Class method equivalent of -respondsToSelector:

Is there a class method equivalent to -respondsToSelector:?

Something like +respondsToSelector:?

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  • The reason I am asking is because by implementing -respondsToSelector: on a class level, I get a compiler warning: “found ‘-respondsToSelector:’ instead of ‘+respondsToSelector:’ in protocol(s)”.

    The code looks like this:

    Class <SomeProtocol> someClass = [someInstance class];
    if ([someClass respondsToSelector:@selector(someSelector:)]) {
        someVar = [someClass someSelector:someData];

    5 Solutions Collect From Internet About “Class method equivalent of -respondsToSelector:”

    Update after seeing your edit:

    A class object responds to respondsToSelector: just fine, as you’re probably aware. In a test application, I can do both of the following without any compiler warnings:

    NSLog(@"Responds to selector? %i", [MyObject respondsToSelector:@selector(respondsToSelector:)]);
    NSLog(@"Responds to selector? %i", [[MyObject class] respondsToSelector:@selector(respondsToSelector:)]);

    However, you’ve declared a protocol on your variable, so it assumes that the class object you’re pointing to implements those methods. The simplest solution would be to cast someClass as an id for the purpose of calling respondsToSelector:. A somewhat cleaner solution would be to declare your own @protocol which declares +respondsToSelector:(SEL)selector, and then declare someClass as follows:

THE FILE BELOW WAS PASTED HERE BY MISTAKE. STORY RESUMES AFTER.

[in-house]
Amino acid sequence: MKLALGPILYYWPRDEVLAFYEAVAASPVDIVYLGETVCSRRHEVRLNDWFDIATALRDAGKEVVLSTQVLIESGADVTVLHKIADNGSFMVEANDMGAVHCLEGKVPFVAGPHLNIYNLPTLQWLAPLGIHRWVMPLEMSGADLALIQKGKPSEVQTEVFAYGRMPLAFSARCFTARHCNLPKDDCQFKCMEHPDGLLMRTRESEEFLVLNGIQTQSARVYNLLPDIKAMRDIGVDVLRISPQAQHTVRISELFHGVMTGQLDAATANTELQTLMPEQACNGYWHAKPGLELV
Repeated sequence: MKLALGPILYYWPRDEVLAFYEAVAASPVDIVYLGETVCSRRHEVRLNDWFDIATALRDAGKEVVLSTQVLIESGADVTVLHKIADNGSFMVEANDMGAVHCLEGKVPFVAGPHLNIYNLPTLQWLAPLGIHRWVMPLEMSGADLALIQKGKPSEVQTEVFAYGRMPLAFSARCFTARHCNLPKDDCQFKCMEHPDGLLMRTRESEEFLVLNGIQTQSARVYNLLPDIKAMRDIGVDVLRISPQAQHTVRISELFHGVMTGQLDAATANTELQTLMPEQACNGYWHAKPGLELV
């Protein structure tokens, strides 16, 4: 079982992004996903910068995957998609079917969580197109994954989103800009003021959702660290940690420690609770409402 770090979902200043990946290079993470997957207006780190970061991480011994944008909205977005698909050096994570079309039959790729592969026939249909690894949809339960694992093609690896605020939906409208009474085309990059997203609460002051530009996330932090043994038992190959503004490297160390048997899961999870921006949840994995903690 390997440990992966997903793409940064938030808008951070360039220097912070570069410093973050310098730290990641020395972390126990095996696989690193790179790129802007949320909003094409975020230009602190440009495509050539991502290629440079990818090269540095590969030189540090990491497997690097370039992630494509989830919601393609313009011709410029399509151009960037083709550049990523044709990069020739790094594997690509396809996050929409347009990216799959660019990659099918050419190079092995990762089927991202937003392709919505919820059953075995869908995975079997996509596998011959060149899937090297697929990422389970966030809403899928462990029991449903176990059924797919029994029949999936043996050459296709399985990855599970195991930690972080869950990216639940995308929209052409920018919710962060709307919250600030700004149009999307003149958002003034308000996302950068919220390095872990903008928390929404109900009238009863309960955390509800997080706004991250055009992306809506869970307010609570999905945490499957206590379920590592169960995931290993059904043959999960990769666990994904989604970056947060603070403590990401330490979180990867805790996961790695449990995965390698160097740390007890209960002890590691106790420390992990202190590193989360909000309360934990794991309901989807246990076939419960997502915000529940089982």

Class<SomeProtocol, ClassRespondingToSelector> someClass = ...

    Finally, be sure to file a bug with Apple at Include a simple test application so that it’s very clear what you’re doing. They welcome such bug reports, even if they’ve been submitted in the past, as it helps them prioritize the fixes.

    Final note: this is probably happening because in theory, you could have chosen to implement a root object entirely separate from NSObject, and in that case, it wouldn’t respond to -respondsToSelector:. -[NSObject respondsToSelector:] is actually declared in the NSObject protocol, not the class definition. The NSObject protocol is actually where most of what you know as NSObject actually lives. One could argue that +respondsToSelector: should also be in there, but as of now, it’s not. And since you’ve provided a protocol list, and the method isn’t in there, it gives you a warning to make sure you know what you’re doing.

    Well a class method is just a method of the class object, so you should be able to just do this

    [MyClass respondsToSelector:@selector(...)]

    You can use the following instancesRespondToSelector: since iOS 2.0, so where with an instance of a class you can do;

    [myInstance respondsToSelector: @selector(...)];

    With a class you can use

    [myClass instanceRespondsToSelector: @selector(...)];
    // or
    [[myInstance class] instanceRespondsToSelector: @selector(...)];

    Which will behave like +(BOOL) respondsToSelector

    What I think you were asking is: Can you ask a class if it responds to +someMethod or not? In other words, thinking of the Cocoa Touch APIs, you would want:

    [ [ UIView class ] respondsToSelector: @selector( buttonWithType: ) ] -> NO
    [ [ UIButton class ] respondsToSelector: @selector( buttonWithType: ) ] -> YES

    But what I wrote above doesn’t work as desired. respondsToSelector: is only about instance methods. (Thus both calls will return NO.) Within the Cocoa APIs there is no equivalent to respondsToSelector: for a class.

    You can, however, call class_getClassMethod. If the result is non-NULL, the class method you are asking about is present and you can call it.

    In Objective C, classes are also objects so you can send the object messages. In particular, you can ask -respondsToSelector: of a class. You can’t send class level methods to non-class objects though.